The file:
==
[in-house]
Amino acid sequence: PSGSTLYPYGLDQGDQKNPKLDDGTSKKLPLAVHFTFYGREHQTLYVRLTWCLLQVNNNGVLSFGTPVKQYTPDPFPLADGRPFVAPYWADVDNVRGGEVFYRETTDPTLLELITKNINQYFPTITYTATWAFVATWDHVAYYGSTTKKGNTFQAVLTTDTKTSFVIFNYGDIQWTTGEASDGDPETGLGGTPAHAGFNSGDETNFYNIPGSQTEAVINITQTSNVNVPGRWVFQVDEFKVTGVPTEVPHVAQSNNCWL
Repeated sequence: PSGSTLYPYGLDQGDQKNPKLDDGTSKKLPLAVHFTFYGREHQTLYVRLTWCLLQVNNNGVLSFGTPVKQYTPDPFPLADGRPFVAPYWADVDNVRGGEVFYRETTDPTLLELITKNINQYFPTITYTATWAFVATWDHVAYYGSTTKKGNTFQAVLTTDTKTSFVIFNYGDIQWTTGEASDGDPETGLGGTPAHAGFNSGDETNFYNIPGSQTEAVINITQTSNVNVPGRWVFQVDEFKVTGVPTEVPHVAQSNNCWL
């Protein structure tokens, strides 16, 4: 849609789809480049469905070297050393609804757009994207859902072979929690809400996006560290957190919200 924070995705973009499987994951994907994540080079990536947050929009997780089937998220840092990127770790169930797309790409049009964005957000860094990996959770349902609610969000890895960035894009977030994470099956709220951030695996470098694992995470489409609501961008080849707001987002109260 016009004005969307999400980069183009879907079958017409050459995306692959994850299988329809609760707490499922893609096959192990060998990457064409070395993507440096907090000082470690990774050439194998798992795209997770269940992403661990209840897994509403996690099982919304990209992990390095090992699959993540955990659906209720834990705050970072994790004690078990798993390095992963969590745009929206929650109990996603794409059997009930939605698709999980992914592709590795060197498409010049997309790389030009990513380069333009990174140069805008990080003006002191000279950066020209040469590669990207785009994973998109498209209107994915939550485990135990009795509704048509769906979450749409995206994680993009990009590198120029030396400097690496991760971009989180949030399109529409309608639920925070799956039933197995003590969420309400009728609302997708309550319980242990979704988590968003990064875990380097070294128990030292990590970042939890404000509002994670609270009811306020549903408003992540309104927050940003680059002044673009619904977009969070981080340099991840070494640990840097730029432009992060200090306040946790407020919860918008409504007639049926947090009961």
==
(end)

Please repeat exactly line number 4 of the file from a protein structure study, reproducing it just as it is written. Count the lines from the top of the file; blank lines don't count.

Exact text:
């Protein structure tokens, strides 16, 4: 849609789809480049469905070297050393609804757009994207859902072979929690809400996006560290957190919200 924070995705973009499987994951994907994540080079990536947050929009997780089937998220840092990127770790169930797309790409049009964005957000860094990996959770349902609610969000890895960035894009977030994470099956709220951030695996470098694992995470489409609501961008080849707001987002109260 016009004005969307999400980069183009879907079958017409050459995306692959994850299988329809609760707490499922893609096959192990060998990457064409070395993507440096907090000082470690990774050439194998798992795209997770269940992403661990209840897994509403996690099982919304990209992990390095090992699959993540955990659906209720834990705050970072994790004690078990798993390095992963969590745009929206929650109990996603794409059997009930939605698709999980992914592709590795060197498409010049997309790389030009990513380069333009990174140069805008990080003006002191000279950066020209040469590669990207785009994973998109498209209107994915939550485990135990009795509704048509769906979450749409995206994680993009990009590198120029030396400097690496991760971009989180949030399109529409309608639920925070799956039933197995003590969420309400009728609302997708309550319980242990979704988590968003990064875990380097070294128990030292990590970042939890404000509002994670609270009811306020549903408003992540309104927050940003680059002044673009619904977009969070981080340099991840070494640990840097730029432009992060200090306040946790407020919860918008409504007639049926947090009961």